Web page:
Not everyone loves coffee in the morning, but beer lovers tend to at least appreciate the “roasty” flavors that accompany their porters, stouts, and other “dark” styles. Those roasty flavors tend to include (or at least butt up against) the same flavors we get from coffee, so it’s no surprise that “coffee beers” are popular even among those who aren’t every day java drinkers. Brewing coffee beer isn’t hard – which isn’t to say that it’s as simple as throwing beans into the mash!
There’s a few right ways to do this, and at least one wrong way, and coffee can add interesting and unique flavors that you aren’t likely to get from roasted grains alone. Pick a good bean and incorporate it conscientiously and you can turn almost any beer – not just your favorite stout – into a coffee beer.
These beers belong in category 30 of the 2015 BJCP Style Guidelines, Spiced Beer – specifically, 30A, “Spice, Herb, or Vegetable Beer.” This might end up sounding repetitive, but like most specialty sub-categories the guidelines recommend “balance” as a key attribute. The special ingredient should be noticeable (“evident”), but the beer should still be recognizable as beer.
This is, arguably, rather easier with coffee beers than with many other ingredients we might put into a beer of this category since coffee flavors already exist in the beer flavor wheel. However, the degree of difficulty goes up significantly when you start playing around with coffee in lighter styles that don’t generally see chocolate malts.
You’re also required to declare a base style if entering this category in competition, but like Fruit Beer it isn’t necessary to identify a specific classic style/subcategory. “Stout” is fine, as is “Brown Ale,” and I hesitate to go further than that. It’s easier to be judged against a generic style identifier than a specific one, so why set yourself a more-difficult challenge? Other than that, all perceptions and vital stats will vary with the beer and the ingredient, so the rest is up to you as long as (again) we have that harmonious marriage of ingredient and style.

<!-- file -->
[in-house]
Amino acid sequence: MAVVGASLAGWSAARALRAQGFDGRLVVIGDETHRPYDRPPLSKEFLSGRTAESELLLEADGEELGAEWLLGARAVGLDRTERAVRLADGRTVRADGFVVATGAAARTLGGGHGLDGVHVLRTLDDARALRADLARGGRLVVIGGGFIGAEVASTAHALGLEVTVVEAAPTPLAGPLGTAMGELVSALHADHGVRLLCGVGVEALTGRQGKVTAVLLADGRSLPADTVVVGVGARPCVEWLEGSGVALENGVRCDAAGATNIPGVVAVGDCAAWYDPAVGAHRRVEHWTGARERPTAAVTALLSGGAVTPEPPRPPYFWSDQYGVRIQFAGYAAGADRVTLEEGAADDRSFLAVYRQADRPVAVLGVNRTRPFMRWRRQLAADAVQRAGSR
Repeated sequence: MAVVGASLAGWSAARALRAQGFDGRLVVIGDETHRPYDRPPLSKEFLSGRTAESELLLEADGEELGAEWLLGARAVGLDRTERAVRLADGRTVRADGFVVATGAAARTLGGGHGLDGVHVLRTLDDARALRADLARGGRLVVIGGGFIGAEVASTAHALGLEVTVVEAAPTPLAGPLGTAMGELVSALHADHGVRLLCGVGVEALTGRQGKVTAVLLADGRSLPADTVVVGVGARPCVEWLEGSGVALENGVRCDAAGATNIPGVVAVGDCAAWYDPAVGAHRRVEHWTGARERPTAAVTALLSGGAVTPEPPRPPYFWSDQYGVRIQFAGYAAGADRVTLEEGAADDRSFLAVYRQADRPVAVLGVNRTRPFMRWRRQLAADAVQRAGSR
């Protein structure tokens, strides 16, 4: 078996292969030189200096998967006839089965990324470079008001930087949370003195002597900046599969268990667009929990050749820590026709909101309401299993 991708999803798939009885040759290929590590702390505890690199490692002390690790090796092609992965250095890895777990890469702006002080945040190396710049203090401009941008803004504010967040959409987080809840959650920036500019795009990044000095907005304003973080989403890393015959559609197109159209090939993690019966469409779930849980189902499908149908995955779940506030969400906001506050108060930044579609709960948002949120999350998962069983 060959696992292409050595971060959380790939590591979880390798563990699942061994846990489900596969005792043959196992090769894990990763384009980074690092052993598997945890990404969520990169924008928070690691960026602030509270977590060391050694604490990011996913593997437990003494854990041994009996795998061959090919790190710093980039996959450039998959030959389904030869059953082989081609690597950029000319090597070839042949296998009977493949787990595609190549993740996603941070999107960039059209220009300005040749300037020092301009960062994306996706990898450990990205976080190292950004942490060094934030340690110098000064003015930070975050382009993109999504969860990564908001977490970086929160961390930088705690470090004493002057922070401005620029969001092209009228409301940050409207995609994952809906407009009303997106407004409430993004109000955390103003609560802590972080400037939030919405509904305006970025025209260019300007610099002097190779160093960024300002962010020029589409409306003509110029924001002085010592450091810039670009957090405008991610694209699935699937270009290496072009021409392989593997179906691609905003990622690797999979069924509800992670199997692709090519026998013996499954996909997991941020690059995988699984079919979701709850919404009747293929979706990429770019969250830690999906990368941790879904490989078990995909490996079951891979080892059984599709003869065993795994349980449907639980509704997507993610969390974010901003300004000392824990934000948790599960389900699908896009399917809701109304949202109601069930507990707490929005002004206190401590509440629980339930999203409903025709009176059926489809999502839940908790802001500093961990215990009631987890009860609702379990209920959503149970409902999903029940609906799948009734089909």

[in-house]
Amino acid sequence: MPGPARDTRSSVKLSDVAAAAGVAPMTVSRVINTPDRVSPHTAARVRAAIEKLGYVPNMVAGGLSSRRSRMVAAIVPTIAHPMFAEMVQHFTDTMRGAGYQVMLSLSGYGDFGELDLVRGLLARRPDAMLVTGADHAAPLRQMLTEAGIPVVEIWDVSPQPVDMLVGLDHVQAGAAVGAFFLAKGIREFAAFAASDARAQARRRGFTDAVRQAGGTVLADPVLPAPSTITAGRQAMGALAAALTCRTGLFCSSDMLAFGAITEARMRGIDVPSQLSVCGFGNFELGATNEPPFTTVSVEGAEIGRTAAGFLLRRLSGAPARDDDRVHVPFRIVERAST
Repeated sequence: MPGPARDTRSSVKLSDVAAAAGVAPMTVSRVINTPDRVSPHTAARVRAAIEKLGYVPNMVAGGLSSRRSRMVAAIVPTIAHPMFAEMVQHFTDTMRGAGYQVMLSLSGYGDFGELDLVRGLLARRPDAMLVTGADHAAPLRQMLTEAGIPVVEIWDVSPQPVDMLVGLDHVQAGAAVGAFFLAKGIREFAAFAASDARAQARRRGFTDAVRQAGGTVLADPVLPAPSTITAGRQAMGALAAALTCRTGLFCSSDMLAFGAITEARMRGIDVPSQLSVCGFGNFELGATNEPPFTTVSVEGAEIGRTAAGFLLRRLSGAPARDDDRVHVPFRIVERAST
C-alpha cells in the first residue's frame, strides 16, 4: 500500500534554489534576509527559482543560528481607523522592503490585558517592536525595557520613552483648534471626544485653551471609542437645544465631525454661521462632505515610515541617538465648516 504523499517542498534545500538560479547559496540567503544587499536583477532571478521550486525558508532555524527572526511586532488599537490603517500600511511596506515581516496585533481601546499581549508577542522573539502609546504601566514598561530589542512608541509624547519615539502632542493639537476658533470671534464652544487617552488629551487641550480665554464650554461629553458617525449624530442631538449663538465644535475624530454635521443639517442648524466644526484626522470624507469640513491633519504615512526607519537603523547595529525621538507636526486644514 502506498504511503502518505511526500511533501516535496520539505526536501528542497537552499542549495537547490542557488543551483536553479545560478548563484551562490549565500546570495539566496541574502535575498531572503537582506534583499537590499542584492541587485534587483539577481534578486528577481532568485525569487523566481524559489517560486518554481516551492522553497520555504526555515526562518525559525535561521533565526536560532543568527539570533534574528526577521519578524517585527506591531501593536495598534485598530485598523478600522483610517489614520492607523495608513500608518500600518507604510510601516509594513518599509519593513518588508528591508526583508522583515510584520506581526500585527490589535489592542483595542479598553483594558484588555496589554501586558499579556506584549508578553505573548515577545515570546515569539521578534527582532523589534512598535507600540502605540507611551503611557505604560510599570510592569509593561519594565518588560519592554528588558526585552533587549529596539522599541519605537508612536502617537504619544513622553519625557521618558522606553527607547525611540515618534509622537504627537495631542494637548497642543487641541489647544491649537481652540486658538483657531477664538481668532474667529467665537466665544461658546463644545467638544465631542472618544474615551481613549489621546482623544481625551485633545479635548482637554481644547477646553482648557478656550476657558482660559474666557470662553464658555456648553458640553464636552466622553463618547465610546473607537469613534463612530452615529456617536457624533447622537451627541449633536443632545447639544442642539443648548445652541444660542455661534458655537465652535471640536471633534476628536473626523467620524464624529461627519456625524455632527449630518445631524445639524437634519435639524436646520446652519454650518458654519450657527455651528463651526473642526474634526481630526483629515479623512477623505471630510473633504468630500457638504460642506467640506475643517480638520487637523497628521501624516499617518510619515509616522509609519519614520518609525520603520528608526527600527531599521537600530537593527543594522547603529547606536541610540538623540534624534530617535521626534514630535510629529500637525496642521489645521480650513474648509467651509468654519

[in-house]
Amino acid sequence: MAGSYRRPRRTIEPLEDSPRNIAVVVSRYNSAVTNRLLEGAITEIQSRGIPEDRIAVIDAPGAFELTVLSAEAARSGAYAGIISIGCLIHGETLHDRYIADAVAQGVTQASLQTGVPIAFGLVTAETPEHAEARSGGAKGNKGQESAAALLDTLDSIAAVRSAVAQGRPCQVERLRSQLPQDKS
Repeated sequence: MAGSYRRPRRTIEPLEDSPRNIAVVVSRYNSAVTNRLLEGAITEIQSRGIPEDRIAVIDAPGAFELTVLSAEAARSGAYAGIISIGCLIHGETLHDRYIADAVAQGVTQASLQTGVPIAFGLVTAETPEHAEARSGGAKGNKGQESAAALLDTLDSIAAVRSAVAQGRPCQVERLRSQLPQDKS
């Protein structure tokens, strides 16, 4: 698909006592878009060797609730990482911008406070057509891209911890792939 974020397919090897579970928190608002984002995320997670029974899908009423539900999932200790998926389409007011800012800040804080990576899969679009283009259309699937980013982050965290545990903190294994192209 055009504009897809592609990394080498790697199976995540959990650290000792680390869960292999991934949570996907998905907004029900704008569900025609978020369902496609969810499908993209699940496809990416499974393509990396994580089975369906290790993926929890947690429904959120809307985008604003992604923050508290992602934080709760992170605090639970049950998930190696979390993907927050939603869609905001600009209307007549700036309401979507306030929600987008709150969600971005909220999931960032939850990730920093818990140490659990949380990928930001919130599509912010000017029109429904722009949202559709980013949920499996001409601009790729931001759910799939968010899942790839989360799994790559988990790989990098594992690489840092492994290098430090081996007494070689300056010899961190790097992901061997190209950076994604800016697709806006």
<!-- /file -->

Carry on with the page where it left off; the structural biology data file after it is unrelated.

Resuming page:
You can coffee up most any style, but it’s hard to argue with the attractiveness of a coffee stout. It’s an easier target to hit, the secondary flavors already set up to balance the bitterness and acidity we may add with coffee, and it’s easy to explain. But do you take a good stout recipe and swap out some chocolate malts for coffee, or just add coffee to a good recipe? The latter is easier, and since we’re looking to add more roast I recommend starting with a recipe for a relatively “mild” stout: Oatmeal Stout fits the bill perfectly.
It’s not an identical recipe, but it’s pretty close. Begin with the same five pounds (2.3kg) of Maris Otter, but instead of a single pound of Munich I like to double that to two (0.9kg). Then I remove the flaked oats, but leave behind a single pound (0.45kg) of Victory malt. What about the chocolate malts? Instead of pale chocolate (which has a more-complex flavor), sub in a single pound of regular chocolate malt (350-400L). That will give a simple roasty background note that will augment (but not compete with) your coffee addition. The rest of the recipe (eight ounces/0.23kg each of Crystal 45 and Midnight Wheat) can stay the same, for consistency/access to ingredients if no other reason.
25 IBUs of bittering hops at the 60 minute mark and an ounce (28g) of Fuggles at flame-out (a little later than the Oatmeal Stout recipe – I like some earthy hops in the nose on this beer) will do for hops.
London Ale III still works well for this recipe (Wyeast 1318), but to be honest you’ll probably lose the subtle esters under the coffee.
Speaking of which, get your hands on about eight ounces (0.23kg) to a pound of coffee per five-gallon batch. You want the best-tasting, best-smelling coffee you can get your hands on. Find a local roaster and try some brewed, and also smell it dry (just roasted, not brewed). I tend to select for more cocoa, vanilla, nutty flavors and avoid anything that still smells a little too raw/green, but pick what you like!
Brew the beer as usual and don’t let that coffee ANYWHERE near the boil kettle – that’s the one way to do it wrong. Your coffee will be added on the cold side. Mash, boil, whirlpool, chill, and ferment at 66F/19C for about two weeks.
Now it’s time to add the coffee.
I prefer cold-steeping it in a sealed container for 2-3 days, then straining and adding the liquid to taste just before bottling/kegging. At the same time, I dry-bean (put some coarse-ground beans in a hop bag) with 2-3 ounces of the coffee for the same 2-3 days. It seems to add a more-apparent “this is coffee, not just roasted malt” flavor that cues the brain to pick up out the more-subtle coffee flavors in the finished beer.
Once you get the process down for your system and palate, you can play around with the amount and type of coffee involved, and you should also start playing around with the styles of coffee beer you brew!
One of the best beers I had in 2015 was a coffee blonde ale, and I still remember how surprised I was at the way the coffee flavors meshed with the lighter graininess. Think of coffee as an all-around beer ingredient like honey or fruit, and you can really have some fun with it.